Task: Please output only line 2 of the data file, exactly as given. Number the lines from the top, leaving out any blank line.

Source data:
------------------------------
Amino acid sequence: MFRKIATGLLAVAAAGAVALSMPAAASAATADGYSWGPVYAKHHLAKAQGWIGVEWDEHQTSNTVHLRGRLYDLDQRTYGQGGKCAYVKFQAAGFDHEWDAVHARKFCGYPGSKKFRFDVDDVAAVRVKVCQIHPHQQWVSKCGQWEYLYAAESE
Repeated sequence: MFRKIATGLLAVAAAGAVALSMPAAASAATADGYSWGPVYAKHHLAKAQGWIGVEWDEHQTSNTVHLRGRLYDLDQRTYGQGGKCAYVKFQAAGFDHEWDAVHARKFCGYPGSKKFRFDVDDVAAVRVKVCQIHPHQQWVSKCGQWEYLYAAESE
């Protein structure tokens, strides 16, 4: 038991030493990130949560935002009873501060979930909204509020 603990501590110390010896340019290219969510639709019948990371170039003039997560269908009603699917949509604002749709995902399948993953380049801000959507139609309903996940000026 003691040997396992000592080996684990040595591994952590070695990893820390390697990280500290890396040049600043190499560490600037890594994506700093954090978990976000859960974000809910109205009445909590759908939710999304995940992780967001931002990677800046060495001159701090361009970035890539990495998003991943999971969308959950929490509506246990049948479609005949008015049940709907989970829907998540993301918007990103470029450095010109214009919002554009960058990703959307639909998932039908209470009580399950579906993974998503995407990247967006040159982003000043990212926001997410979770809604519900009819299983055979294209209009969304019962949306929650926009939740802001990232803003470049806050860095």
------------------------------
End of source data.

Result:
Repeated sequence: MFRKIATGLLAVAAAGAVALSMPAAASAATADGYSWGPVYAKHHLAKAQGWIGVEWDEHQTSNTVHLRGRLYDLDQRTYGQGGKCAYVKFQAAGFDHEWDAVHARKFCGYPGSKKFRFDVDDVAAVRVKVCQIHPHQQWVSKCGQWEYLYAAESE